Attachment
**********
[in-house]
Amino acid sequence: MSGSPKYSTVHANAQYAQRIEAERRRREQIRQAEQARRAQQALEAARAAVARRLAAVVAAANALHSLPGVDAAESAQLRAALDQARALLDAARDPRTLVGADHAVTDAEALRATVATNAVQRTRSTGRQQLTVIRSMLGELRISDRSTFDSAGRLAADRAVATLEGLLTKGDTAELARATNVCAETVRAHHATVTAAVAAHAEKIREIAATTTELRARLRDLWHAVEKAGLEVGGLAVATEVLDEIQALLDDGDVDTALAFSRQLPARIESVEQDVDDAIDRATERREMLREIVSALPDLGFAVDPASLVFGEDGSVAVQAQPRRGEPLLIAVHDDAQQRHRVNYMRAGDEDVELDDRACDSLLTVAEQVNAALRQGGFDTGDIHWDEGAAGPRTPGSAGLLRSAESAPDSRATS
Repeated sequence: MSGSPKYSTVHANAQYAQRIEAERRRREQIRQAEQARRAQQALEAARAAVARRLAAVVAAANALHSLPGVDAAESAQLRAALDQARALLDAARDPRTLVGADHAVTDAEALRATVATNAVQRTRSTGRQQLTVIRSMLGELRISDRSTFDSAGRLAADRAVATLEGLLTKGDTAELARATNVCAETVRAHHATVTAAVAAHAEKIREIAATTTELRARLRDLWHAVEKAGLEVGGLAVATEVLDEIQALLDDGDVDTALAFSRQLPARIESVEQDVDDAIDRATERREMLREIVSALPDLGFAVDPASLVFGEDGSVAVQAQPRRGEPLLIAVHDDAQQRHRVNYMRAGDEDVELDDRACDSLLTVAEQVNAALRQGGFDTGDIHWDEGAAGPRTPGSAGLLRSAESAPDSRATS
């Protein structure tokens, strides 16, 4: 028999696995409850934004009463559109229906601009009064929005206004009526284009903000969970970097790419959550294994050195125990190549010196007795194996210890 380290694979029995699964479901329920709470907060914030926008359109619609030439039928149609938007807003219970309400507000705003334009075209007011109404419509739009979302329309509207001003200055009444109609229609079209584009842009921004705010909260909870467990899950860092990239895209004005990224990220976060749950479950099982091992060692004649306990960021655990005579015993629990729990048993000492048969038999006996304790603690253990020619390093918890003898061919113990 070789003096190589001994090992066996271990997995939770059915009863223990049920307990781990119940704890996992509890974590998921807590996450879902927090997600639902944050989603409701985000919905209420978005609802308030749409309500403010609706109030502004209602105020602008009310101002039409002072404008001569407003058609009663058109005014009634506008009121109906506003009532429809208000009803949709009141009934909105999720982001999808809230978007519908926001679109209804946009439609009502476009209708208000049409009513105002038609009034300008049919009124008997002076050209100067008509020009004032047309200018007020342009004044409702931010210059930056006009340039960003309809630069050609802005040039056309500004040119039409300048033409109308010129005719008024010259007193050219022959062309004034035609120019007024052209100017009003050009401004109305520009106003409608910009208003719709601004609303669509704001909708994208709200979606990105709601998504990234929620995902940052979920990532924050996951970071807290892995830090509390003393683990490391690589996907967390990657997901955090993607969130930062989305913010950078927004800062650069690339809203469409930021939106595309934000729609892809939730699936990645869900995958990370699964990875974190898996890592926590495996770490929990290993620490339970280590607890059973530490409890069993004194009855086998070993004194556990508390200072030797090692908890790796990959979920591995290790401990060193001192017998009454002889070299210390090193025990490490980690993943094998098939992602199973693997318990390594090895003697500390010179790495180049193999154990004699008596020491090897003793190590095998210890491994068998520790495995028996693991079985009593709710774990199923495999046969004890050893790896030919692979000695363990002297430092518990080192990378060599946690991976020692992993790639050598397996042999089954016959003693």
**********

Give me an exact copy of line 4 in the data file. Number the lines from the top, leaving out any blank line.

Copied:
């Protein structure tokens, strides 16, 4: 028999696995409850934004009463559109229906601009009064929005206004009526284009903000969970970097790419959550294994050195125990190549010196007795194996210890 380290694979029995699964479901329920709470907060914030926008359109619609030439039928149609938007807003219970309400507000705003334009075209007011109404419509739009979302329309509207001003200055009444109609229609079209584009842009921004705010909260909870467990899950860092990239895209004005990224990220976060749950479950099982091992060692004649306990960021655990005579015993629990729990048993000492048969038999006996304790603690253990020619390093918890003898061919113990 070789003096190589001994090992066996271990997995939770059915009863223990049920307990781990119940704890996992509890974590998921807590996450879902927090997600639902944050989603409701985000919905209420978005609802308030749409309500403010609706109030502004209602105020602008009310101002039409002072404008001569407003058609009663058109005014009634506008009121109906506003009532429809208000009803949709009141009934909105999720982001999808809230978007519908926001679109209804946009439609009502476009209708208000049409009513105002038609009034300008049919009124008997002076050209100067008509020009004032047309200018007020342009004044409702931010210059930056006009340039960003309809630069050609802005040039056309500004040119039409300048033409109308010129005719008024010259007193050219022959062309004034035609120019007024052209100017009003050009401004109305520009106003409608910009208003719709601004609303669509704001909708994208709200979606990105709601998504990234929620995902940052979920990532924050996951970071807290892995830090509390003393683990490391690589996907967390990657997901955090993607969130930062989305913010950078927004800062650069690339809203469409930021939106595309934000729609892809939730699936990645869900995958990370699964990875974190898996890592926590495996770490929990290993620490339970280590607890059973530490409890069993004194009855086998070993004194556990508390200072030797090692908890790796990959979920591995290790401990060193001192017998009454002889070299210390090193025990490490980690993943094998098939992602199973693997318990390594090895003697500390010179790495180049193999154990004699008596020491090897003793190590095998210890491994068998520790495995028996693991079985009593709710774990199923495999046969004890050893790896030919692979000695363990002297430092518990080192990378060599946690991976020692992993790639050598397996042999089954016959003693």